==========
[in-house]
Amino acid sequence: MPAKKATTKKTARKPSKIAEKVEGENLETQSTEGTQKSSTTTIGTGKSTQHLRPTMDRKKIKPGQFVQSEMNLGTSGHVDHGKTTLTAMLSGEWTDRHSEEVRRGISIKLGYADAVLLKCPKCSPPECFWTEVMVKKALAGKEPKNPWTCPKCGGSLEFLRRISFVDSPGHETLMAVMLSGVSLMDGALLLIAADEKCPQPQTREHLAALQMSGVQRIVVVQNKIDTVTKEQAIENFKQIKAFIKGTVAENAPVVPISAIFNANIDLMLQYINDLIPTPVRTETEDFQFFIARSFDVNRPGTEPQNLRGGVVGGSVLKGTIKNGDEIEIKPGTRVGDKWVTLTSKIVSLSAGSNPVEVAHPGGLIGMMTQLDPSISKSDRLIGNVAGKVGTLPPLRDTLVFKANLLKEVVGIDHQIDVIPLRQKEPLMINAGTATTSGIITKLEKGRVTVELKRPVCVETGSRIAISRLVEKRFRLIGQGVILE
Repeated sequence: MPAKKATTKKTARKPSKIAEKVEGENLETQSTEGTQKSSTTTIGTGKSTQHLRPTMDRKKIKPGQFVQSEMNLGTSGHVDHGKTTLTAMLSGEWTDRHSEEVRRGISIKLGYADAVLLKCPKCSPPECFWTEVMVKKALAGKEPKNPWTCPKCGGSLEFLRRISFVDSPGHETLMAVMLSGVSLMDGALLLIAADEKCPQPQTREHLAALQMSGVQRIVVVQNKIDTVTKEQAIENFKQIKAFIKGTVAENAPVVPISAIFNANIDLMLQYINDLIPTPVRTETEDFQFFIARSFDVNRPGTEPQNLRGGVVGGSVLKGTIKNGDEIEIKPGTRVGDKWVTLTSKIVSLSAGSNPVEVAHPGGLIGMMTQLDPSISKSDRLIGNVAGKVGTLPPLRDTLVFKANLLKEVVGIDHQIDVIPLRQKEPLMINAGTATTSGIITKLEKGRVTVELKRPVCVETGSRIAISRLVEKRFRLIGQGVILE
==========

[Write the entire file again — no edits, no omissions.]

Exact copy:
[in-house]
Amino acid sequence: MPAKKATTKKTARKPSKIAEKVEGENLETQSTEGTQKSSTTTIGTGKSTQHLRPTMDRKKIKPGQFVQSEMNLGTSGHVDHGKTTLTAMLSGEWTDRHSEEVRRGISIKLGYADAVLLKCPKCSPPECFWTEVMVKKALAGKEPKNPWTCPKCGGSLEFLRRISFVDSPGHETLMAVMLSGVSLMDGALLLIAADEKCPQPQTREHLAALQMSGVQRIVVVQNKIDTVTKEQAIENFKQIKAFIKGTVAENAPVVPISAIFNANIDLMLQYINDLIPTPVRTETEDFQFFIARSFDVNRPGTEPQNLRGGVVGGSVLKGTIKNGDEIEIKPGTRVGDKWVTLTSKIVSLSAGSNPVEVAHPGGLIGMMTQLDPSISKSDRLIGNVAGKVGTLPPLRDTLVFKANLLKEVVGIDHQIDVIPLRQKEPLMINAGTATTSGIITKLEKGRVTVELKRPVCVETGSRIAISRLVEKRFRLIGQGVILE
Repeated sequence: MPAKKATTKKTARKPSKIAEKVEGENLETQSTEGTQKSSTTTIGTGKSTQHLRPTMDRKKIKPGQFVQSEMNLGTSGHVDHGKTTLTAMLSGEWTDRHSEEVRRGISIKLGYADAVLLKCPKCSPPECFWTEVMVKKALAGKEPKNPWTCPKCGGSLEFLRRISFVDSPGHETLMAVMLSGVSLMDGALLLIAADEKCPQPQTREHLAALQMSGVQRIVVVQNKIDTVTKEQAIENFKQIKAFIKGTVAENAPVVPISAIFNANIDLMLQYINDLIPTPVRTETEDFQFFIARSFDVNRPGTEPQNLRGGVVGGSVLKGTIKNGDEIEIKPGTRVGDKWVTLTSKIVSLSAGSNPVEVAHPGGLIGMMTQLDPSISKSDRLIGNVAGKVGTLPPLRDTLVFKANLLKEVVGIDHQIDVIPLRQKEPLMINAGTATTSGIITKLEKGRVTVELKRPVCVETGSRIAISRLVEKRFRLIGQGVILE